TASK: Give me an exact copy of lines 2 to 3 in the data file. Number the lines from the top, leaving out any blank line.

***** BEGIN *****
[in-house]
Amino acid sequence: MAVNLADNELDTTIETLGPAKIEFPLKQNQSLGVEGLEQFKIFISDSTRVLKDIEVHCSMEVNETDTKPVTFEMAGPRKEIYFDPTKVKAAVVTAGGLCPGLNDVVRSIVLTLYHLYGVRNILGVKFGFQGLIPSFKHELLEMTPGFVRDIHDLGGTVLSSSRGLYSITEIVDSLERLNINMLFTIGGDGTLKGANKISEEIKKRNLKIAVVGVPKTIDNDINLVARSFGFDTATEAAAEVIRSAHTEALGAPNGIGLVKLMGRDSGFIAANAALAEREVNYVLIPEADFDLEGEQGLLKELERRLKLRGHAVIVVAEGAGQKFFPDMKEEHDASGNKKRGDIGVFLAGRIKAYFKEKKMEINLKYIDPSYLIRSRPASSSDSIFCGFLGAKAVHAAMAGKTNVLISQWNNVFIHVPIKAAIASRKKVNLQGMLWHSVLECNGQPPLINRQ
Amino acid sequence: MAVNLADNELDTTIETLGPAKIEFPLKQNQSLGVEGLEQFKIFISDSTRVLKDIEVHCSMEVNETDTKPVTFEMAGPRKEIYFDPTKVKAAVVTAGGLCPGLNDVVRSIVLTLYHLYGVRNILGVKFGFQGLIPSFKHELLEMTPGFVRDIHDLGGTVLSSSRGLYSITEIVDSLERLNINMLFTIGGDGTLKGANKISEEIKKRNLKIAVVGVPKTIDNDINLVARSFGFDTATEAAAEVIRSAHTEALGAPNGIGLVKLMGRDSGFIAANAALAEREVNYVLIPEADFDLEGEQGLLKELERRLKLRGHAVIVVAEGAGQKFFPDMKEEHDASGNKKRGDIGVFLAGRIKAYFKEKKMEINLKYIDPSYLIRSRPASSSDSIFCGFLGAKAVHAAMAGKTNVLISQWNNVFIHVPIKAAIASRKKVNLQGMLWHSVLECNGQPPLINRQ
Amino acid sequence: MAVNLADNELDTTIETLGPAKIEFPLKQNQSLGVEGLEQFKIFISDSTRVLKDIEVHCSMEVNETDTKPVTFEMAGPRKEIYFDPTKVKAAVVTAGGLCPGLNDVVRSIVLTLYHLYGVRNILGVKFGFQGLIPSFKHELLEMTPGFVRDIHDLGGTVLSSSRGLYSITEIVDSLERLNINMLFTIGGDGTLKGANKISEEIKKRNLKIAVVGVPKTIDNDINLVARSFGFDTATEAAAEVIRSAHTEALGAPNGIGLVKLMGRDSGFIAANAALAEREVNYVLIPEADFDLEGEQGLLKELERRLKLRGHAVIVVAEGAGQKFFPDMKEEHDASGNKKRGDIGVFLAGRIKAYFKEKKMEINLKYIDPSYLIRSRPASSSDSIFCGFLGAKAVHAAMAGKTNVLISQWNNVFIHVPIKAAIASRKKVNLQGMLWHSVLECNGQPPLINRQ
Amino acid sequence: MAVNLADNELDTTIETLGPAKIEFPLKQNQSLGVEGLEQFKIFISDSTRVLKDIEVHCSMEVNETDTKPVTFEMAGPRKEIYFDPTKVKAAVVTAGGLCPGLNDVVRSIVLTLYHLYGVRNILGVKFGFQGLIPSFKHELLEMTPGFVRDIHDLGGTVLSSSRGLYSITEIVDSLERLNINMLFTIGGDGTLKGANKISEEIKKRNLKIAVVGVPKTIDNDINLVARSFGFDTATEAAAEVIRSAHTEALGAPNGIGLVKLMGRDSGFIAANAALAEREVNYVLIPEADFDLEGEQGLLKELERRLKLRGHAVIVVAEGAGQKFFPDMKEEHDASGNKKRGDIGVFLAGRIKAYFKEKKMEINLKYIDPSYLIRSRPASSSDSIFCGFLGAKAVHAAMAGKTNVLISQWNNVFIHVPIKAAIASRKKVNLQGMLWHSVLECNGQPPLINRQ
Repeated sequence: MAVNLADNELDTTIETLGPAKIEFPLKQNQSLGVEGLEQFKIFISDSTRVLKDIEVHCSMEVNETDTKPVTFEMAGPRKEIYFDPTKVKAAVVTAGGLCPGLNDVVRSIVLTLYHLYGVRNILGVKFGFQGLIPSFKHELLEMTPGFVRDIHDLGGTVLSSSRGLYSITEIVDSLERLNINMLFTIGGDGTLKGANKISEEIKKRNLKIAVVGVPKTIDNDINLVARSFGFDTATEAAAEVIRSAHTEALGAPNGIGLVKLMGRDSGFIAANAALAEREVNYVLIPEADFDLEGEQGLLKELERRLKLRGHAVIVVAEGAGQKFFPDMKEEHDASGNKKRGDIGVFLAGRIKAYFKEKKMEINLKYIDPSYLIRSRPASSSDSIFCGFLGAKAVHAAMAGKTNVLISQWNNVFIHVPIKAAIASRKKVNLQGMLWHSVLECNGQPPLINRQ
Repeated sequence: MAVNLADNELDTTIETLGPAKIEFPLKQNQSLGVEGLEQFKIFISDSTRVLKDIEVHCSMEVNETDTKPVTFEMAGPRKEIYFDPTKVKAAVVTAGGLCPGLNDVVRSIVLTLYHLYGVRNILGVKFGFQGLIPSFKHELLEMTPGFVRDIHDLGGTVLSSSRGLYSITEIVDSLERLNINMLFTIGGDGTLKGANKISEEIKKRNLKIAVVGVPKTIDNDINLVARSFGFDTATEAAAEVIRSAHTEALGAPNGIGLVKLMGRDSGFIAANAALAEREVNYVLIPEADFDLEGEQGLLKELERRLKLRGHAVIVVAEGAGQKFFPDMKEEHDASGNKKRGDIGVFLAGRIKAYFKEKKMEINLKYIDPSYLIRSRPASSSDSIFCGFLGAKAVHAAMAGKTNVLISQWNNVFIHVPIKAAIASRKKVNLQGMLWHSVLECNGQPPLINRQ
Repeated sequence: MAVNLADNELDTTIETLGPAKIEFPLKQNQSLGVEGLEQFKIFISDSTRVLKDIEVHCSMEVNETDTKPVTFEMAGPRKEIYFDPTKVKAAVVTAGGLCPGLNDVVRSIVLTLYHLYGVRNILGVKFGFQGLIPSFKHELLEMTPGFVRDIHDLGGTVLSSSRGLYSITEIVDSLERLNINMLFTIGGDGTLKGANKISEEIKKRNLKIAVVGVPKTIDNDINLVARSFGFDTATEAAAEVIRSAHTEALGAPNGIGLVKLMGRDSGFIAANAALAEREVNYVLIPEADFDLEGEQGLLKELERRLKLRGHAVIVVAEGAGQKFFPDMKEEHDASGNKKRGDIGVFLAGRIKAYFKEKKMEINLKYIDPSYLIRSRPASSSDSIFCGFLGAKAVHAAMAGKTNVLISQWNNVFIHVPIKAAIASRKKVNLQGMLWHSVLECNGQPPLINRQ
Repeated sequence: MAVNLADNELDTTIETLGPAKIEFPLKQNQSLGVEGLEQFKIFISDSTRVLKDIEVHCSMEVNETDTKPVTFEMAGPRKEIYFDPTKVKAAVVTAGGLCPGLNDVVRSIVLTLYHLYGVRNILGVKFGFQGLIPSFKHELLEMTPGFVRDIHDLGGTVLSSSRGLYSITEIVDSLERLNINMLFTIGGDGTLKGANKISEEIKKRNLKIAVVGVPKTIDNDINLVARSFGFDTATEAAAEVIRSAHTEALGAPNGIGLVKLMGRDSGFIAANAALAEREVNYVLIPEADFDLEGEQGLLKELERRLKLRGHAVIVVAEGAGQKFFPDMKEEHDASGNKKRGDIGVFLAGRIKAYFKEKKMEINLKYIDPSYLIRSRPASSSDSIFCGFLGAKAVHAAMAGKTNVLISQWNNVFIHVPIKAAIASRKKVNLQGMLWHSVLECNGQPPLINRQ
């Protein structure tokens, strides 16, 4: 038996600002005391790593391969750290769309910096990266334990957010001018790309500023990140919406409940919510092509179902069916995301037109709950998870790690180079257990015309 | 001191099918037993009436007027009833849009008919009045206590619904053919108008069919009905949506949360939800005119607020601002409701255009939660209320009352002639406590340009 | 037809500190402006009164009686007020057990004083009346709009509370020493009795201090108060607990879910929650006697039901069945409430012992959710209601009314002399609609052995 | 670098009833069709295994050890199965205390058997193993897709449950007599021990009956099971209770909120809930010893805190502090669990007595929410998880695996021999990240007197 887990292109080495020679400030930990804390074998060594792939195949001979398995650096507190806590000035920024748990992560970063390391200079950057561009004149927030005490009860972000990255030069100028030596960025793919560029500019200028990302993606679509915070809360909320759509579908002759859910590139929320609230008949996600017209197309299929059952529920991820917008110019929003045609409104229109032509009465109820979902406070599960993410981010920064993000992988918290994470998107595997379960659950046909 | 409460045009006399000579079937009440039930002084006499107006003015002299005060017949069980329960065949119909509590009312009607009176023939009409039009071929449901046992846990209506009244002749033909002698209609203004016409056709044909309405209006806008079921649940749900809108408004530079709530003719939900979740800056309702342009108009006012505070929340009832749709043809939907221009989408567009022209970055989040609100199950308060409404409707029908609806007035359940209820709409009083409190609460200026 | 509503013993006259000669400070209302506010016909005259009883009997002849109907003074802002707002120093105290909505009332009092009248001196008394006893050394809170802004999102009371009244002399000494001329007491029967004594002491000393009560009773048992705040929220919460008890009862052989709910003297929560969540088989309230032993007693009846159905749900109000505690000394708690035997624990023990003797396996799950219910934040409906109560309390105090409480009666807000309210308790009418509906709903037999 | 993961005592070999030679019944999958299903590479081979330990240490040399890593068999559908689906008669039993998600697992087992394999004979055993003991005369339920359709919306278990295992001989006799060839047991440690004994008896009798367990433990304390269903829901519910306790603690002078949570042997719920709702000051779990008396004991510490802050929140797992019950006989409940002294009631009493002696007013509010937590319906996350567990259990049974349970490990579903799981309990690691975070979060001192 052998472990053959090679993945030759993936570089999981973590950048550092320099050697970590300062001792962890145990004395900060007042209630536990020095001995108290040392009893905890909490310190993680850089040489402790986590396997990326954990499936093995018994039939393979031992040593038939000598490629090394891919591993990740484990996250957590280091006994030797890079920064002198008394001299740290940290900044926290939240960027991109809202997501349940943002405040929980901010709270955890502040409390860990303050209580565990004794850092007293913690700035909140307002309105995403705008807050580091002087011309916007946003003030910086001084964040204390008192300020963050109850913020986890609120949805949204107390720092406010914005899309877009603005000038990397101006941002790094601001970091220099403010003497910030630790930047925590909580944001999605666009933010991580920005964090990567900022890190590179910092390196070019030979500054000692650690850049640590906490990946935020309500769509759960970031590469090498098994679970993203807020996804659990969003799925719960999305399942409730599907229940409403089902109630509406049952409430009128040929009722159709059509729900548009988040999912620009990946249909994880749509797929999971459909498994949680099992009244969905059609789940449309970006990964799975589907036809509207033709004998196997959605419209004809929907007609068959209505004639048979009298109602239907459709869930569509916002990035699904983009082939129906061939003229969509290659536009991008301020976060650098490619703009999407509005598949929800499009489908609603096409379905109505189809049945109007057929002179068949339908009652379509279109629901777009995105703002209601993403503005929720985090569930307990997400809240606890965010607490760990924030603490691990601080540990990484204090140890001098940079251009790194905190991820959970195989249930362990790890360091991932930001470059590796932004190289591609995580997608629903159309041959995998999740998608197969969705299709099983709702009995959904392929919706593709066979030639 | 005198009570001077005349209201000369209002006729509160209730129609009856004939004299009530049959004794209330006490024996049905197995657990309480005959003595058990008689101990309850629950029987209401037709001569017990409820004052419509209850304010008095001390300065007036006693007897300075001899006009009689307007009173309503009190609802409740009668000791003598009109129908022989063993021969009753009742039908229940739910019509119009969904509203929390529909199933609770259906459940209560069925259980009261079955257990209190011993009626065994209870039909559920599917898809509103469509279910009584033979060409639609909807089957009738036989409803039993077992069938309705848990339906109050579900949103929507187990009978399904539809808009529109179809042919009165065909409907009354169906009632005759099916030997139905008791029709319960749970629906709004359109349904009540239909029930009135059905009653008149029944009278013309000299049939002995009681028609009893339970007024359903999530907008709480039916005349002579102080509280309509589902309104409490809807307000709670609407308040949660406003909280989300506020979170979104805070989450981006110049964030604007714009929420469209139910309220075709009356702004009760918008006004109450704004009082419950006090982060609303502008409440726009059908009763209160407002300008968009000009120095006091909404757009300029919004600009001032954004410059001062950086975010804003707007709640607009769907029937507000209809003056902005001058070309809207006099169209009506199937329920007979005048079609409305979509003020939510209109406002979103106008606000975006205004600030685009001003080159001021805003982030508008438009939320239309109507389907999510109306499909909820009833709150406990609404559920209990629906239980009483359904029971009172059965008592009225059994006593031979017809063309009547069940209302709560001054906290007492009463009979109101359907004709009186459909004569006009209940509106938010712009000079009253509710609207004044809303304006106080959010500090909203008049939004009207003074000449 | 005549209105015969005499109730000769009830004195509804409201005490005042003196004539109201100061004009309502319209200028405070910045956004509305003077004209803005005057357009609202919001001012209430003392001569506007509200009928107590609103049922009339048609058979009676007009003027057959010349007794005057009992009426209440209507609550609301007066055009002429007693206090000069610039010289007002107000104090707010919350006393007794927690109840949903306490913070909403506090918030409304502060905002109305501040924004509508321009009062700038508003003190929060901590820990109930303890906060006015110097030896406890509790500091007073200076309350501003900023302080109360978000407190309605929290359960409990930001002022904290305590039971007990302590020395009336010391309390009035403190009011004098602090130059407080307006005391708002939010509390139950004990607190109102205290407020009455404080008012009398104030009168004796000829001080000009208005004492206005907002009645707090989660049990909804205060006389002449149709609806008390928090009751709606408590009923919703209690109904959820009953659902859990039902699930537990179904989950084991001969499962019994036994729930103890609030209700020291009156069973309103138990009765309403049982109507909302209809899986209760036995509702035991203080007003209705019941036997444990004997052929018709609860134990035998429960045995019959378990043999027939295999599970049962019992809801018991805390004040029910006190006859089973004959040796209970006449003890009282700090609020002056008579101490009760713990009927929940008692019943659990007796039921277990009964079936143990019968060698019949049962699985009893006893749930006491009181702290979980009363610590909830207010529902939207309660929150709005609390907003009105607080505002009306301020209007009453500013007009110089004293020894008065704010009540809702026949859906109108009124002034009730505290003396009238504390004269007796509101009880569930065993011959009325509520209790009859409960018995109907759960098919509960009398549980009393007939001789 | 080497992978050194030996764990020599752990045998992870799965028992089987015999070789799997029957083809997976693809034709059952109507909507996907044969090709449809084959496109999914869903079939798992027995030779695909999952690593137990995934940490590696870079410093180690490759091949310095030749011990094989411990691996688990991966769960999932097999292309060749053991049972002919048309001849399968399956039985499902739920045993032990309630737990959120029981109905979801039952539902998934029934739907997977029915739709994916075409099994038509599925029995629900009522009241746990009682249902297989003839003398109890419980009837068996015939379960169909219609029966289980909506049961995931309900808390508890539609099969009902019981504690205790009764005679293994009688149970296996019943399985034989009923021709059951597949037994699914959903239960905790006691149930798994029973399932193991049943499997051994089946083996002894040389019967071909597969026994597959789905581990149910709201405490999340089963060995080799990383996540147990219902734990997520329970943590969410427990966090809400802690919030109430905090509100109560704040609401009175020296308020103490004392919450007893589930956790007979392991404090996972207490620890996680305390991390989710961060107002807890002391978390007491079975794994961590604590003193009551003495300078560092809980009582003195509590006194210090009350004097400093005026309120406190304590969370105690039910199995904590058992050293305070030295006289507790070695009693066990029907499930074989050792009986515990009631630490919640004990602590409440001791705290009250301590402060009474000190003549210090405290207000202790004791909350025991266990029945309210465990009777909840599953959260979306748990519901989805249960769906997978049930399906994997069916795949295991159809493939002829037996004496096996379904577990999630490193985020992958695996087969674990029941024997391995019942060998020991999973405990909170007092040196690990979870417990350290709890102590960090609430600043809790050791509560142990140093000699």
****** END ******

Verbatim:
Amino acid sequence: MAVNLADNELDTTIETLGPAKIEFPLKQNQSLGVEGLEQFKIFISDSTRVLKDIEVHCSMEVNETDTKPVTFEMAGPRKEIYFDPTKVKAAVVTAGGLCPGLNDVVRSIVLTLYHLYGVRNILGVKFGFQGLIPSFKHELLEMTPGFVRDIHDLGGTVLSSSRGLYSITEIVDSLERLNINMLFTIGGDGTLKGANKISEEIKKRNLKIAVVGVPKTIDNDINLVARSFGFDTATEAAAEVIRSAHTEALGAPNGIGLVKLMGRDSGFIAANAALAEREVNYVLIPEADFDLEGEQGLLKELERRLKLRGHAVIVVAEGAGQKFFPDMKEEHDASGNKKRGDIGVFLAGRIKAYFKEKKMEINLKYIDPSYLIRSRPASSSDSIFCGFLGAKAVHAAMAGKTNVLISQWNNVFIHVPIKAAIASRKKVNLQGMLWHSVLECNGQPPLINRQ
Amino acid sequence: MAVNLADNELDTTIETLGPAKIEFPLKQNQSLGVEGLEQFKIFISDSTRVLKDIEVHCSMEVNETDTKPVTFEMAGPRKEIYFDPTKVKAAVVTAGGLCPGLNDVVRSIVLTLYHLYGVRNILGVKFGFQGLIPSFKHELLEMTPGFVRDIHDLGGTVLSSSRGLYSITEIVDSLERLNINMLFTIGGDGTLKGANKISEEIKKRNLKIAVVGVPKTIDNDINLVARSFGFDTATEAAAEVIRSAHTEALGAPNGIGLVKLMGRDSGFIAANAALAEREVNYVLIPEADFDLEGEQGLLKELERRLKLRGHAVIVVAEGAGQKFFPDMKEEHDASGNKKRGDIGVFLAGRIKAYFKEKKMEINLKYIDPSYLIRSRPASSSDSIFCGFLGAKAVHAAMAGKTNVLISQWNNVFIHVPIKAAIASRKKVNLQGMLWHSVLECNGQPPLINRQ